With this book, Clarissa Peterson and Emmitt Y. Riley, III dive into how racial attitudes change and inform political decisions.
Peterson and Riley use racial resentment, black blame, and racial identity to investigate the extent to which racial attitudes influence vote choice, evaluations of Black Lives Matter, and attitudes toward public policies. Moving the conversation beyond the study of Blacks and Whites, the authors unpack the potency of racial attitudes among Asians, Blacks, Hispanics, and Whites. In doing so, they challenge our understanding of how racial attitudes are central to political decision making in an environment that is inundated with anti-Blackness. The book reframes discussions of racial attitudes to propose that, like White people, some racial minorities in the United States harbor negative attitudes toward Black people. The authors suggest that while White political attitudes are significantly explained by racial resentment, the overall influence of racial resentment on political decision making among some racial groups, may be mitigated by racial identity.
At a time when White supremacists walk unhooded in the streets of America, Racial Attitudes in America Today is essential reading for educators wanting to fully engage with and understand racial resentment in America and undergraduate students in the fields of political science, sociology, history, and psychology.
1. Introduction: Boiling Racial Tensions in the United States of America
2. The Continued Influence of White Racial Attitudes
3. Racial Attitudes among Asians and Hispanics: A Clash of American and Racial Identity
4. Racial Attitudes among Blacks: The Links between Collective Interest, Black Blame, and Racial Identity
5. The Consequences of Racial Attitudes in a Fragile Democracy
Appendix A: List of Questions
"In Racial Attitudes in America Today: One Nation, Still Divided, Clarissa Peterson and Emmitt Y. Riley have written a comprehensive assessment of the impact of racial attitudes in contemporary American politics and on the future of American democracy. This is an extremely timely research project considering the racial strife and backlash that continues to occur in America and all around the world. Because race remains a divisive topic in all aspects of life, this book will enhance our understanding as to why Blacks, Whites, Asians, and Hispanics think as they do and the impact of their thinking on their political behavior. This interdisciplinary study will be useful for students, scholars, and laymen and will provoke many discussions about the continuing significance of race in American society."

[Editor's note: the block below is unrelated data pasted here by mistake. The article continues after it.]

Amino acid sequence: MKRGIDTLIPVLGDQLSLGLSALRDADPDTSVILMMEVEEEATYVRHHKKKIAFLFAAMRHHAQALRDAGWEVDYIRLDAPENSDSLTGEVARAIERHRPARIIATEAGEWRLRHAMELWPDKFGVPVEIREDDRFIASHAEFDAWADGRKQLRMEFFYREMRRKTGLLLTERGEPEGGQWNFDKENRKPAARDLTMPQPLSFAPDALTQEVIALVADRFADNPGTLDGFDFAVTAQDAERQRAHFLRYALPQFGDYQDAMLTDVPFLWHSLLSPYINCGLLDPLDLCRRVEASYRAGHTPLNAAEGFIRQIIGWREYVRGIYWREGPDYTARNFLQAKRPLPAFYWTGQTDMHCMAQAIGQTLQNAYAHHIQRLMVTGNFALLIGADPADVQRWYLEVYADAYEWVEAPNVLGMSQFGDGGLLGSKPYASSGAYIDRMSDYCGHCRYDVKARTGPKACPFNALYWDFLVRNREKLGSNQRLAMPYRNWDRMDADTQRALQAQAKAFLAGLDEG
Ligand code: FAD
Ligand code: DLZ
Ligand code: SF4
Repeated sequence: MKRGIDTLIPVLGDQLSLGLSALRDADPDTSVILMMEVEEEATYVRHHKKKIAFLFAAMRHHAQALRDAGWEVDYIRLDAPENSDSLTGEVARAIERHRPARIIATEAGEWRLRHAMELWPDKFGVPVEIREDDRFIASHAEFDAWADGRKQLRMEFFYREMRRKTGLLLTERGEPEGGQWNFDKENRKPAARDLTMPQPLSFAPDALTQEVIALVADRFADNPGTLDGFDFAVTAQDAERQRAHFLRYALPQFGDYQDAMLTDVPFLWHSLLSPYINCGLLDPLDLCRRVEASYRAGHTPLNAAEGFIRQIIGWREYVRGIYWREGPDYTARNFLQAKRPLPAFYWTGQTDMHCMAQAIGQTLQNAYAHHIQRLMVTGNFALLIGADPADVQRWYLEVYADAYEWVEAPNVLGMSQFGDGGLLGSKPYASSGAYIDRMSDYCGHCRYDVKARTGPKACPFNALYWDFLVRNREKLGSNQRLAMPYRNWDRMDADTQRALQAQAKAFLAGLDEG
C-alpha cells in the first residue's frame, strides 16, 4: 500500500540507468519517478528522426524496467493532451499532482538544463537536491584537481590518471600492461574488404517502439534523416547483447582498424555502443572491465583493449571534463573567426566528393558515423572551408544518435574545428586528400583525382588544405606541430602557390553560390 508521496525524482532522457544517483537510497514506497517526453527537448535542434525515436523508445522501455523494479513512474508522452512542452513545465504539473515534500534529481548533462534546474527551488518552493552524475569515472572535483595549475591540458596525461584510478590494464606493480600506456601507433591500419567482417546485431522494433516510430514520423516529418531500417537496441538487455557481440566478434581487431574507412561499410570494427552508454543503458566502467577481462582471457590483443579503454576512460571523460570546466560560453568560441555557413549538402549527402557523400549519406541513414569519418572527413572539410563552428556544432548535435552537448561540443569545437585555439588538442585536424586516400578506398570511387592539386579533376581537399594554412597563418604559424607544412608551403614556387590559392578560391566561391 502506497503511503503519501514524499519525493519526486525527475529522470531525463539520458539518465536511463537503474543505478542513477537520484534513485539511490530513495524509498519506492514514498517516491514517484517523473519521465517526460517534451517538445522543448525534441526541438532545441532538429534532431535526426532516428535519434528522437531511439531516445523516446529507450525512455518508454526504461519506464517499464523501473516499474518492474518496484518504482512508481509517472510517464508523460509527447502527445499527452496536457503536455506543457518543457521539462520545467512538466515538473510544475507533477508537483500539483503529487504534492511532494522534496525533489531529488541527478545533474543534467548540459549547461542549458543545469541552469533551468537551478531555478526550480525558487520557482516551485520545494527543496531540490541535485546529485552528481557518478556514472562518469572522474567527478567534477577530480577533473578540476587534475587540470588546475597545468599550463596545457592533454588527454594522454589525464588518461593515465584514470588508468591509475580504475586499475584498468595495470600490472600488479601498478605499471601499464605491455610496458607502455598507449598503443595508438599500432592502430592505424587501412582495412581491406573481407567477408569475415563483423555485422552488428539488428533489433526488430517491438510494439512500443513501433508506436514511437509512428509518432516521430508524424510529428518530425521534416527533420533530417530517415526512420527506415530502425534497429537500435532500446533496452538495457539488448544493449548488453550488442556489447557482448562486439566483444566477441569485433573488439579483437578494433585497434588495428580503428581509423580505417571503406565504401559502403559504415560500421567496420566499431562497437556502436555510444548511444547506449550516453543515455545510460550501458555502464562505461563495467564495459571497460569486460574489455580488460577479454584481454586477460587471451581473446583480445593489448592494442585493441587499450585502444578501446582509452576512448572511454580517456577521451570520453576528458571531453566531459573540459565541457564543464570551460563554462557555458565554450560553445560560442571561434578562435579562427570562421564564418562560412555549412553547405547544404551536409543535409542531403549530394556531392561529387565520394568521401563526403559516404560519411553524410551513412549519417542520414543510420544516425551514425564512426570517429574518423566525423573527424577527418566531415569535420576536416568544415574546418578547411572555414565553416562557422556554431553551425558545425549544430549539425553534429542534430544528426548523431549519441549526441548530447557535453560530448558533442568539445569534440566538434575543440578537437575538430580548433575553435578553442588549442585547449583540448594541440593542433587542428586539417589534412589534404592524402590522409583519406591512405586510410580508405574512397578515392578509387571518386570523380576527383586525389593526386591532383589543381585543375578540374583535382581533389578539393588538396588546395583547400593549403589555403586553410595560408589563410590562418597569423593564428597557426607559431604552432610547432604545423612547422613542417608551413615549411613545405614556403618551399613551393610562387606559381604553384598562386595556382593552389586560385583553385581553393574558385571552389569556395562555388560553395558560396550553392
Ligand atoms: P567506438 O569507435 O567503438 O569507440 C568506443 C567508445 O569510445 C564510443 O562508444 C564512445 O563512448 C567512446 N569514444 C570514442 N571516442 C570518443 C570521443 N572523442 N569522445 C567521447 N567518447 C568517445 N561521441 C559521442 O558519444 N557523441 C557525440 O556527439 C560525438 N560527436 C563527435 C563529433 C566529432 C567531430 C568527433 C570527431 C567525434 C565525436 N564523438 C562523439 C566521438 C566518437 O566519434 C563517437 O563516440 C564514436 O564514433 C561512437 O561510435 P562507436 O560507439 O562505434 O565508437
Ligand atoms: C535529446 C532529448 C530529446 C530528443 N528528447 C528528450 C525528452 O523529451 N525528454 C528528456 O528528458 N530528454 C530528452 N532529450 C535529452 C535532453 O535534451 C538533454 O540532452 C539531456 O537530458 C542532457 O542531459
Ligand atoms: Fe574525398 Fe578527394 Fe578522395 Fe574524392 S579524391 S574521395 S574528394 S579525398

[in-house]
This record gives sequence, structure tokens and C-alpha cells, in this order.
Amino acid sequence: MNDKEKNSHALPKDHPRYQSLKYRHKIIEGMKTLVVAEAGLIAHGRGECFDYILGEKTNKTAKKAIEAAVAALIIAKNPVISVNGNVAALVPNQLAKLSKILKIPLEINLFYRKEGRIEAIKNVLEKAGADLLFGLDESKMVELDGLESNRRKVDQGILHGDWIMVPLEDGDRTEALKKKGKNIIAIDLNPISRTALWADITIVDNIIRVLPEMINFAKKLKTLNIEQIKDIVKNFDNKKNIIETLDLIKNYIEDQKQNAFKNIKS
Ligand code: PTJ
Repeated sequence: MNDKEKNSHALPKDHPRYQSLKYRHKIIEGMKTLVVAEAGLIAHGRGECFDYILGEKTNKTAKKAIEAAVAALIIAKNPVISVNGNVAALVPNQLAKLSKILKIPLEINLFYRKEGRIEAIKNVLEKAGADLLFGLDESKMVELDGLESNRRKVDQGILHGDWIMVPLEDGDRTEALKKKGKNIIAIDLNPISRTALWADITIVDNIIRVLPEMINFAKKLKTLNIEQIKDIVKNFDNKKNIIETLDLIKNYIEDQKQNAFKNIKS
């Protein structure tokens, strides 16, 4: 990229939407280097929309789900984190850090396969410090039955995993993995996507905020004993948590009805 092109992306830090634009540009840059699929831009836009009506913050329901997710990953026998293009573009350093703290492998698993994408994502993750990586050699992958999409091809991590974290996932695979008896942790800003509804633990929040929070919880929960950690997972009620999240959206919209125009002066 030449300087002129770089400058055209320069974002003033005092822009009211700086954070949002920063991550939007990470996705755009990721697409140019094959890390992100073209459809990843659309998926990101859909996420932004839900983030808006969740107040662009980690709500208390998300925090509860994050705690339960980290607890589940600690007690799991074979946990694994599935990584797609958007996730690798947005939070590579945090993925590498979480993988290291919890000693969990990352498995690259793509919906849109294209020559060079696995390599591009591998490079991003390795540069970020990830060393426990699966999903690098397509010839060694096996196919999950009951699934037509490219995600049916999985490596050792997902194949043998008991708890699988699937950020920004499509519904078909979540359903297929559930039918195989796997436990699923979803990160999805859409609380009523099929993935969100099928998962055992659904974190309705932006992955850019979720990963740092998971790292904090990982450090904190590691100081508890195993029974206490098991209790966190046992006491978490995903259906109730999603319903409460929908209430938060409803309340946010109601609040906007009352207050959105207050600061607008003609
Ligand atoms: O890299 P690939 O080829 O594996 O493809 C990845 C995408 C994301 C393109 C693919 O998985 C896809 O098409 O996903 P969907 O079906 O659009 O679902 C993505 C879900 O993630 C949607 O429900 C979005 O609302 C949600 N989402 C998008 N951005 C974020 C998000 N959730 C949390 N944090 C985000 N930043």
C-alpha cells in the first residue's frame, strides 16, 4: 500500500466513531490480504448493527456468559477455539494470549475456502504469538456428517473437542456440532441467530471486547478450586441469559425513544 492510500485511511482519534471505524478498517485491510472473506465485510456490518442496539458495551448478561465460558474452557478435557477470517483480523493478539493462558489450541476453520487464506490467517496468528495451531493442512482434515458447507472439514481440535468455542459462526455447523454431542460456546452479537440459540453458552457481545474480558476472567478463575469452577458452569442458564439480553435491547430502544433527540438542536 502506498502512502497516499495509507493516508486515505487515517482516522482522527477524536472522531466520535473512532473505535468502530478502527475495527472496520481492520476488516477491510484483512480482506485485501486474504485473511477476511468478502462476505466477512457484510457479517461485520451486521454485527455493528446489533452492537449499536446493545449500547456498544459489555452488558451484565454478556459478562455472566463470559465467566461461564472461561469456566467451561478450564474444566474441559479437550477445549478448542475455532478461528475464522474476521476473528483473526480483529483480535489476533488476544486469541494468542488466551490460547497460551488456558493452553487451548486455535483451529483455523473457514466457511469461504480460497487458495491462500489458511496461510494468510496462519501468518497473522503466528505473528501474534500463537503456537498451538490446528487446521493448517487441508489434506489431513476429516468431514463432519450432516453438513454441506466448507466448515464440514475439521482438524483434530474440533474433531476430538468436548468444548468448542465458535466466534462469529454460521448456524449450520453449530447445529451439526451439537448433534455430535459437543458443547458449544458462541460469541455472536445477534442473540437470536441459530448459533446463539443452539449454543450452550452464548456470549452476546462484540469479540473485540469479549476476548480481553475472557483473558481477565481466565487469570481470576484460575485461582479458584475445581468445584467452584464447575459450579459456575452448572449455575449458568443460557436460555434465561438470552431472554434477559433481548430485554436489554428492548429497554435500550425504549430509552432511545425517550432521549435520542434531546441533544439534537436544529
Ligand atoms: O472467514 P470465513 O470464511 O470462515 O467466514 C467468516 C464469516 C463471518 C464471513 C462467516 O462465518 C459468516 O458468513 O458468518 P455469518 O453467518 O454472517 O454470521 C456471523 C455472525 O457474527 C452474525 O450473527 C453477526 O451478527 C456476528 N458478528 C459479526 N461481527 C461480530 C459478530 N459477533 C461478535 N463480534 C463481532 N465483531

Sharon D. Wright Austin, Professor of Political Science at the University of Florida Gainesville
"Although the trend is changing, it remains far too common in the study of racial and ethnic politics for scholars to center the attitudes and actions of White Americans—oftentimes by exploring how White citizens consider persons of color when making political decisions. By cross-comparing the viewpoints of African Americans, White Americans, Latinos, and Asian Americans, professors Peterson and Riley join a growing list of scholars who paint a fuller picture of group relations in the United States."
Ray Block Jr., Associate Professor of Political Science and African American Studies, The Pennsylvania State University
"Written during a time of racial upheaval, this book builds on the extant literature by tackling a number of salient issues related to racial and political attitudes. The topics range from race-neutral issues such as health care to race-specific issues such as Black Lives Matter. The authors move beyond the traditional approach of examining inter-racial attitudes possessed by whites and take a deep dive in helping us understand diverse attitudes possessed by Blacks, Asian Americans and LatinX people. One of the most important contributions is that it does not romanticize Black intra-racial attitudes by focusing solely on variables operationalizing black solidarity. Rather, it also highlights the impact of negative anti-Black attitudes in explaining Black political attitudes. This book is timely and an indispensable reference for students and scholars studying American politics, political psychology, sociology, and public policy. It strengthens the foundation for a deeper understanding of the complexity of inter and intra-racial attitudes in the study of race and politics."
Byron D. Orey, Professor of Political Science, Jackson State University